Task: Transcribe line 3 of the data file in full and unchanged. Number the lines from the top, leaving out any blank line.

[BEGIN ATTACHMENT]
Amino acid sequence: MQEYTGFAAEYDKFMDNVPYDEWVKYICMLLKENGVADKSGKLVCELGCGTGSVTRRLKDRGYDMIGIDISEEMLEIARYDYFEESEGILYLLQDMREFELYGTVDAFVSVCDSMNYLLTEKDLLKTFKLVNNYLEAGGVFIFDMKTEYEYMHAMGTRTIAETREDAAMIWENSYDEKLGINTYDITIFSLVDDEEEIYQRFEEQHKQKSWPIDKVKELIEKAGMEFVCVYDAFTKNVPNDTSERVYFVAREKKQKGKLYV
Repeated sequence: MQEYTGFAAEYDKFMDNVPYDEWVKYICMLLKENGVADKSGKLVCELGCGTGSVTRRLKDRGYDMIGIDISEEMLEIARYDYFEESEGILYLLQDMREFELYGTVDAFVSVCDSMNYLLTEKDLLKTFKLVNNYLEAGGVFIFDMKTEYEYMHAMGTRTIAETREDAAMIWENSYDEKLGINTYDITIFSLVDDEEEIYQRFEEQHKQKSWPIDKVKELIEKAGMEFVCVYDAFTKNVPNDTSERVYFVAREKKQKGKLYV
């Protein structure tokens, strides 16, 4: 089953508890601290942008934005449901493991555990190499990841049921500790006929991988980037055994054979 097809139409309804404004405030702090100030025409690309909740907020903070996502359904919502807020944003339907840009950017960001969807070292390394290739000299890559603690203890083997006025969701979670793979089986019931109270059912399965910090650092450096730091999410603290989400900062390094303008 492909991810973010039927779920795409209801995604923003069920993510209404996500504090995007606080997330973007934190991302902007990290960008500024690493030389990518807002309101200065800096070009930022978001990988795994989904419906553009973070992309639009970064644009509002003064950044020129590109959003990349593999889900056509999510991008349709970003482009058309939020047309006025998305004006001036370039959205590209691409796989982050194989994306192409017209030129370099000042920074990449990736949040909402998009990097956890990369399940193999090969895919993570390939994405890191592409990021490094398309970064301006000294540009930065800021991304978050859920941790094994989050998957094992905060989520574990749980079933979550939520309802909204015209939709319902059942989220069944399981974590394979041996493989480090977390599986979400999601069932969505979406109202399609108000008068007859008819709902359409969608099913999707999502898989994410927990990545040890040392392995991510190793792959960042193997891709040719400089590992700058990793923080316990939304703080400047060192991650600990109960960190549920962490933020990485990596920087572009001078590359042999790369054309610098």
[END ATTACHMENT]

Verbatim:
């Protein structure tokens, strides 16, 4: 089953508890601290942008934005449901493991555990190499990841049921500790006929991988980037055994054979 097809139409309804404004405030702090100030025409690309909740907020903070996502359904919502807020944003339907840009950017960001969807070292390394290739000299890559603690203890083997006025969701979670793979089986019931109270059912399965910090650092450096730091999410603290989400900062390094303008 492909991810973010039927779920795409209801995604923003069920993510209404996500504090995007606080997330973007934190991302902007990290960008500024690493030389990518807002309101200065800096070009930022978001990988795994989904419906553009973070992309639009970064644009509002003064950044020129590109959003990349593999889900056509999510991008349709970003482009058309939020047309006025998305004006001036370039959205590209691409796989982050194989994306192409017209030129370099000042920074990449990736949040909402998009990097956890990369399940193999090969895919993570390939994405890191592409990021490094398309970064301006000294540009930065800021991304978050859920941790094994989050998957094992905060989520574990749980079933979550939520309802909204015209939709319902059942989220069944399981974590394979041996493989480090977390599986979400999601069932969505979406109202399609108000008068007859008819709902359409969608099913999707999502898989994410927990990545040890040392392995991510190793792959960042193997891709040719400089590992700058990793923080316990939304703080400047060192991650600990109960960190549920962490933020990485990596920087572009001078590359042999790369054309610098």